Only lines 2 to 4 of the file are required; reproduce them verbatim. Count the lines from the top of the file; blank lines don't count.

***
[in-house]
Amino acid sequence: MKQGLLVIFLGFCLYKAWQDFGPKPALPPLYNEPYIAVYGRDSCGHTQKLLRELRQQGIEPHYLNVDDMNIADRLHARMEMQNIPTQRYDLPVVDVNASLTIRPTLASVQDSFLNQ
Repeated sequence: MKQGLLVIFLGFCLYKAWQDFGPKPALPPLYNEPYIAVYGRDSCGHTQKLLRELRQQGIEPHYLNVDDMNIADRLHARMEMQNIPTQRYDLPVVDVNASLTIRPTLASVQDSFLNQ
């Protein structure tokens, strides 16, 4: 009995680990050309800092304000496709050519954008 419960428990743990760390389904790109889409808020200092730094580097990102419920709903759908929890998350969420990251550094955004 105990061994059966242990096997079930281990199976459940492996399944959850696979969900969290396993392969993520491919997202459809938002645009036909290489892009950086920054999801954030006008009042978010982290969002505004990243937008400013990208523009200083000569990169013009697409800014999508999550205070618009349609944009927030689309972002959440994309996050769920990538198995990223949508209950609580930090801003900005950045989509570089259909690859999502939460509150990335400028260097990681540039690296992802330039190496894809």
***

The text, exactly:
Amino acid sequence: MKQGLLVIFLGFCLYKAWQDFGPKPALPPLYNEPYIAVYGRDSCGHTQKLLRELRQQGIEPHYLNVDDMNIADRLHARMEMQNIPTQRYDLPVVDVNASLTIRPTLASVQDSFLNQ
Repeated sequence: MKQGLLVIFLGFCLYKAWQDFGPKPALPPLYNEPYIAVYGRDSCGHTQKLLRELRQQGIEPHYLNVDDMNIADRLHARMEMQNIPTQRYDLPVVDVNASLTIRPTLASVQDSFLNQ
């Protein structure tokens, strides 16, 4: 009995680990050309800092304000496709050519954008 419960428990743990760390389904790109889409808020200092730094580097990102419920709903759908929890998350969420990251550094955004 105990061994059966242990096997079930281990199976459940492996399944959850696979969900969290396993392969993520491919997202459809938002645009036909290489892009950086920054999801954030006008009042978010982290969002505004990243937008400013990208523009200083000569990169013009697409800014999508999550205070618009349609944009927030689309972002959440994309996050769920990538198995990223949508209950609580930090801003900005950045989509570089259909690859999502939460509150990335400028260097990681540039690296992802330039190496894809």